2. With so many users spending large amounts of time on Facebook, you do have to remember to keep connecting with them. I did not realize that about the recent connections being displayed while others are ignored. Good info. What do you think about number of connections? Or maybe I should ask do you see a means to rate quality of connections? I find too many connections take away from my focus, but there are some connections which seem negative, and I am debating what to do about them.

  3. Jennifer – Thank you … ha ha, you are reading my mind on a future post.

    I recently had my FB profile wiped clean when they changed their technology. So, in other words, by not playing ball with their new share guidelines, I got punished.

    Stay tuned for the whole story!

    Jeff

  4. Frank – Yes, that is how I recently connected with you on FB. I was looking for someone in a search, your name came up, so I just dropped in and “liked” one of your posts and just like that your feed started coming my way – and I presume vice-versa.

    Now that I’m over 500 friends I’ll start experimenting with FB lists. I have a quite a few ‘friends’ that I don’t really know, but we have up to 200 friends in common. So, then I can reach out to them via social media or plan to do so at industry events.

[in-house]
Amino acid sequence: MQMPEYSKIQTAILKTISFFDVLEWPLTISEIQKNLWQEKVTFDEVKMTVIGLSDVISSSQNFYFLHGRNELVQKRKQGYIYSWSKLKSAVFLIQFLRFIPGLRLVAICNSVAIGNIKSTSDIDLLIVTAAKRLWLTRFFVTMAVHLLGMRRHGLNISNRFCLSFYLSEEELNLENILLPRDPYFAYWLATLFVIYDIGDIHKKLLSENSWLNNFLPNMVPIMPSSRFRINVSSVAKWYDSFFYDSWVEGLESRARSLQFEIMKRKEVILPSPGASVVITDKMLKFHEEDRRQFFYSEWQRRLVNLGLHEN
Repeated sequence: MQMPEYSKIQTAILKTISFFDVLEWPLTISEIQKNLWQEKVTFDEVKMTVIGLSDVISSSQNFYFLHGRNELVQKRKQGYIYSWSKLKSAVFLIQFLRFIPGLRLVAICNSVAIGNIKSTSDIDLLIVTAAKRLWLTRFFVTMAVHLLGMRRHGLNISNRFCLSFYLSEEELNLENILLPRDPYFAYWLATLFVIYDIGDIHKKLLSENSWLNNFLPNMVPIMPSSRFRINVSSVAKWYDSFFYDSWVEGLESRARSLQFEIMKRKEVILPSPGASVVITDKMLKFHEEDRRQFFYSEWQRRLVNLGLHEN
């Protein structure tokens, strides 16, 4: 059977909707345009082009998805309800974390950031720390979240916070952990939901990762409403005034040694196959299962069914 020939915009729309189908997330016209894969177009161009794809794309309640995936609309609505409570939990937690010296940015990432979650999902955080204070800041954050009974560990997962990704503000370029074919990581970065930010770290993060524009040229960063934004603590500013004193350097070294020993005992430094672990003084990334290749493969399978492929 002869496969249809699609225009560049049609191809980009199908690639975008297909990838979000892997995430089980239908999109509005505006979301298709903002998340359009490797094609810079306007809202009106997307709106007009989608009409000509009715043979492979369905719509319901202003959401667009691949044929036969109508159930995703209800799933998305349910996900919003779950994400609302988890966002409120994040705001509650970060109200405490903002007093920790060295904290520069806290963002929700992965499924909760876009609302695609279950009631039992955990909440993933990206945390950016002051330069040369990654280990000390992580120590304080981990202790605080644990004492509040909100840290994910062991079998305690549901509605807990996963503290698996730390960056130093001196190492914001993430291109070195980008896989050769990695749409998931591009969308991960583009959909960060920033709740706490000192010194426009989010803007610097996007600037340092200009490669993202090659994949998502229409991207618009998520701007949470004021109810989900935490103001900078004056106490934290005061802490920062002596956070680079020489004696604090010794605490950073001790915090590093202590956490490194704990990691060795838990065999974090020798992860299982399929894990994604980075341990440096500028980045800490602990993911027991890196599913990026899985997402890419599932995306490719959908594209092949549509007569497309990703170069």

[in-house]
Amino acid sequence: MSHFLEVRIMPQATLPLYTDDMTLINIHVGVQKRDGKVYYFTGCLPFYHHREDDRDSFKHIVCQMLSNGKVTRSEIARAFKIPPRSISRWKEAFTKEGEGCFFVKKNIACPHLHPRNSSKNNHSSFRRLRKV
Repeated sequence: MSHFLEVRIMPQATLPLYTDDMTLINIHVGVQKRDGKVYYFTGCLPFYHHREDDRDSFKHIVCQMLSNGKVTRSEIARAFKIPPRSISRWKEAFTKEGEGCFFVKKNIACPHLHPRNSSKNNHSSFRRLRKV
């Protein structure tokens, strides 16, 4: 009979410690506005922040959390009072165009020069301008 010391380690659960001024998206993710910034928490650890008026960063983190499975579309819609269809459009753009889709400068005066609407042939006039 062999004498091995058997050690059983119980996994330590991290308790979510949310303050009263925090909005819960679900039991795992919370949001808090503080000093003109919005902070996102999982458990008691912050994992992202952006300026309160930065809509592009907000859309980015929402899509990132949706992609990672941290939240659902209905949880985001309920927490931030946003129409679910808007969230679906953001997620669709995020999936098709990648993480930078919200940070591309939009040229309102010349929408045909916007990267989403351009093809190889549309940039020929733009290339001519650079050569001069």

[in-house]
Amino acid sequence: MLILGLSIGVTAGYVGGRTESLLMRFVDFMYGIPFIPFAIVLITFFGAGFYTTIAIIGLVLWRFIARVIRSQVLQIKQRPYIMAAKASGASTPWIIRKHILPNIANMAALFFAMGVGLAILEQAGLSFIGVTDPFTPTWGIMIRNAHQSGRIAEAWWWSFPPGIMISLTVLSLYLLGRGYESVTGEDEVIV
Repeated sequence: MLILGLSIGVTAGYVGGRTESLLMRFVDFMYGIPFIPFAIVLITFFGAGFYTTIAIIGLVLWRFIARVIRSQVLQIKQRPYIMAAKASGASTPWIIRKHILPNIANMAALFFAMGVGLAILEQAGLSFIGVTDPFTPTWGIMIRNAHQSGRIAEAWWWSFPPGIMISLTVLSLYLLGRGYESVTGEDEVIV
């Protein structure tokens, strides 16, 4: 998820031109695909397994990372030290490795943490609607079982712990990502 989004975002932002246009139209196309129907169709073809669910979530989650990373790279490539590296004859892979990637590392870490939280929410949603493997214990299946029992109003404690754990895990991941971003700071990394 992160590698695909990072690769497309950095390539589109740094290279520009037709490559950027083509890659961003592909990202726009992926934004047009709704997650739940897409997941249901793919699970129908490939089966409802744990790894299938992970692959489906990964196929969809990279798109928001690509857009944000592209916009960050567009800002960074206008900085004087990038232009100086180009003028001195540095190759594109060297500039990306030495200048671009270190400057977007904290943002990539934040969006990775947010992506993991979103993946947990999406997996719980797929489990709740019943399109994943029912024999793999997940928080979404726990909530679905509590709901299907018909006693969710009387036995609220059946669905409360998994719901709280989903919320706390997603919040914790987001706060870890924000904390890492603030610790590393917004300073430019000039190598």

Same with Twitter, the lists can help if you use them. It takes some discipline that I’m beginning to build ….when I have time. 🙂

    Jeff

  5. I think it is soo small because social media give us a lot

  6. It’s a little disheartening to me that simply commenting on a person’s page is considered “proactive” today in terms of maintaining your online relationship. However, since FB’s feed feature is setup exactly as you described, it’s also great that this simple act can bring someone closer to your life and keep you more updated about what is going on in their lives.

  7. I was having similar thoughts as I respond to the many comments I’ve received this week. How often though do you get no response? I know I do a lot, which is why I try to reach out to as many that have made the effort to say hello.

    Thanks for doing so!

    Jeff